Atlas Shrugged Part III: Who Is John Galt?
Part of what adds to the general aura of amateurishness around the Atlas trilogy is that the third movie has a completely different cast than the second (which had a completely different cast than the first). Obviously, if it had been either a critical or commercial success, the actors would be more eager to reprise their roles. As is, it seems like everyone associated with the films couldn’t cash their paychecks and get out of town fast enough.
With each movie, the casting gets more slipshod, as if the filmmakers were putting less and less effort into it. By the end, this leads to some hilarious crimes against continuity. Try as you might to maintain your suspension of disbelief, there are some parts that will jar you right out of it.
Let’s start with the new Dagny, Laura Regan. As I’ve observed in the past, I doubt it’s possible for any normal human being to play a Randian character the way they’re meant to be played. But whether because of bad acting, bad directing, or both, it seems like most of the cast didn’t even try. Dagny is supposed to be a creature of extremes: an ice queen on the outside, with volcanic passion burning within and occasionally erupting. But this actress plays her in a style best described as “kitten on tranquilizers”:
Is it a coincidence that Dagny’s plane crashes and suddenly she’s a different person? Maybe true capitalists can regenerate, Time Lord-style.
You might attribute this to being mildly concussed from the plane crash, except that this is the way she acts throughout the movie. When she should be fiercely determined, she just seems dazed and sleepy. When she should be boiling with anger, she sounds like a kindergarten teacher reminding a toddler to say please and thank you. This performance has “we used the first take of everything” written all over it.
There are two other characters who fare especially badly from the recasting, and one is Francisco d’Anconia. As you may remember, Francisco and Dagny are childhood friends; they’re supposed to be the same age. The other two movies depicted this accurately. In this movie, the filmmakers must have just given up, because they cast someone twenty years older than Dagny. He looks like he could be her father:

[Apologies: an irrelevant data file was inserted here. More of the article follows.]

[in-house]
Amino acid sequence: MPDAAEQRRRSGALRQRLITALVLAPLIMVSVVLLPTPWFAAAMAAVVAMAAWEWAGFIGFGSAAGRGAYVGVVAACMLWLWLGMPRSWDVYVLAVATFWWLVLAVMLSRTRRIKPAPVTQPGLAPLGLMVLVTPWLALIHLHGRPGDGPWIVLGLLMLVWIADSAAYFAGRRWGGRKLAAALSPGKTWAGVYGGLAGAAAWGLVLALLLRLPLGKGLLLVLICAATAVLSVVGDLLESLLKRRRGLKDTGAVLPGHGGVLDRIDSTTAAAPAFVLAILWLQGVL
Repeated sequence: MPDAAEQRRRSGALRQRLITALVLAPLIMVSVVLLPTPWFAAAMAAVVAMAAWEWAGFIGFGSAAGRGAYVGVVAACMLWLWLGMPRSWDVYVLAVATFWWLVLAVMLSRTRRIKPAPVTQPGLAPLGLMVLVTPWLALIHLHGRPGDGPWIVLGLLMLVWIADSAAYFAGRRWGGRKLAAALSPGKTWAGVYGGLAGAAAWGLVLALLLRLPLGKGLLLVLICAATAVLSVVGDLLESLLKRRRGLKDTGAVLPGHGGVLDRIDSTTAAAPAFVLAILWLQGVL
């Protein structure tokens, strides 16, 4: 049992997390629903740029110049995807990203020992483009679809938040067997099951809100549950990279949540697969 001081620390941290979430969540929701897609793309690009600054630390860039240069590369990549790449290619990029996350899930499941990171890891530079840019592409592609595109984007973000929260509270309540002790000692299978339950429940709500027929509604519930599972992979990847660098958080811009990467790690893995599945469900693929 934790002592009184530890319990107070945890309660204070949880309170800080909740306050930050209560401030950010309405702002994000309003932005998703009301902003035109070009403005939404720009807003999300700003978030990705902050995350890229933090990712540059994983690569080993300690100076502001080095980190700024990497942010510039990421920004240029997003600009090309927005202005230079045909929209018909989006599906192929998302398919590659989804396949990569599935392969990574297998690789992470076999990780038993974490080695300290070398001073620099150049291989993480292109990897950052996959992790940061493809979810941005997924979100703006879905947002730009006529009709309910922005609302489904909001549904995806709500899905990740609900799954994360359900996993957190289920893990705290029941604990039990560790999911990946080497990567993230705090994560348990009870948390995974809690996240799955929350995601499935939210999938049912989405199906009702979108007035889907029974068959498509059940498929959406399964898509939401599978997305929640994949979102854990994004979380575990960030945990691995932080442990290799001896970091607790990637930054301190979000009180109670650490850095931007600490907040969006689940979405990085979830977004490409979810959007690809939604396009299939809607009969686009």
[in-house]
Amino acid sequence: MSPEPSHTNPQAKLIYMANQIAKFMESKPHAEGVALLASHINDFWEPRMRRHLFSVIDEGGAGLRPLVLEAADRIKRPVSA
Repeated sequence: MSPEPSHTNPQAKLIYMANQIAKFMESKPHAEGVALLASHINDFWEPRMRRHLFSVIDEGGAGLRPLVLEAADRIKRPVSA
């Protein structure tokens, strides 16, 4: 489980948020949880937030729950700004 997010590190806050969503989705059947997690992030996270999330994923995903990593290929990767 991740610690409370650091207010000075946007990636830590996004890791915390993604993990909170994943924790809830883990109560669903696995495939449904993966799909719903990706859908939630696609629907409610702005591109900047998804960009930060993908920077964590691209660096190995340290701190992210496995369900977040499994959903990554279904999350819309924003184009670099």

The other, particularly hilarious case is Robert Stadler. Recall that, in the first movie, he’s a person of color with a Latino accent. In the second movie, he’s Robert Picardo, a white American. In the third movie, his ethnicity takes yet another sharp swerve, and he suddenly and inexplicably becomes British:
Throughout the trilogy, Stadler’s ethnicity veers wildly out of control, like a race car crashing and pinwheeling into the stands. It’s as if the filmmakers scorned the idea that two actors playing the same role should look, speak or act anything alike. This could be taken as an artistic statement; but then, why did they take the trouble to find a black actor to play Eddie in all three movies?Their regard for continuity is inexplicably selective.
Last but not least, there’s John Galt. Ironically, he’s the only character who doesn’t suffer from erratic changes of appearance, since he doesn’t appear in the first two movies except in silhouette. And they ought to have a clear template to work off of. Here’s how I imagine the filmmakers wrote their casting call:
…a face that bore no mark of pain or fear or guilt. The shape of his mouth was pride, and more: it was as if he took pride in being proud. The angular planes of his cheeks made her think of arrogance, of tension, of scorn — yet the face had none of these qualities, it had their final sum: a look of serene determination and of certainty, and the look of a ruthless innocence which would not seek forgiveness or grant it. It was a face that had nothing to hide or to escape, a face with no fear of being seen, or of seeing, so that the first thing she grasped about him was the intense perceptiveness of his eyes — he looked as if his faculty of sight were his best-loved tool and its exercise were a limitless, joyous adventure…
But apparently, what that comes down to is “scruffy surfer dude”. Because what they got is this:
Personally, I’m disappointed they didn’t get the guy from Space Mutiny to play John Galt. At least he knew how to give the kind of large-ham performance the role calls for. Instead, we got this pot of beef broth clad in flannel.
He’s not exactly bad in the role, nor is he tranquilized like Dagny, it’s more that he’s… blah. Low-energy. Bland. John Galt is supposed to be the greatest genius in human history. He should give the impression of being ruthless and slightly dangerous by virtue of his superior intellect. But this actor plays him as mild-mannered and agreeably mellow, like the sensitive hipster guy in your yoga class.
Another odd artistic choice you can see in these clips is that all the bad guys wear suits and ties, while the capitalists dress like truckers or lumberjacks. Given Ayn Rand’s worship of wealth and power, it’s strange that they’d use class markers in this way to indicate where the audience’s sympathy should be. But this faux-common touch falters a bit when you remember that most of the good guys are millionaire executives, if not hereditary scions of multinational corporations. This is hardly a slobs-versus-snobs battle we’re talking about.
However, I’m surprised and pleased to report that the casting isn’t all bad. In fact, I think the filmmakers must have read my critique of the casting in Part I, because they did get one important thing right: they finally cast Ellis Wyatt with a Yosemite Sam mustache!
Other posts in this series: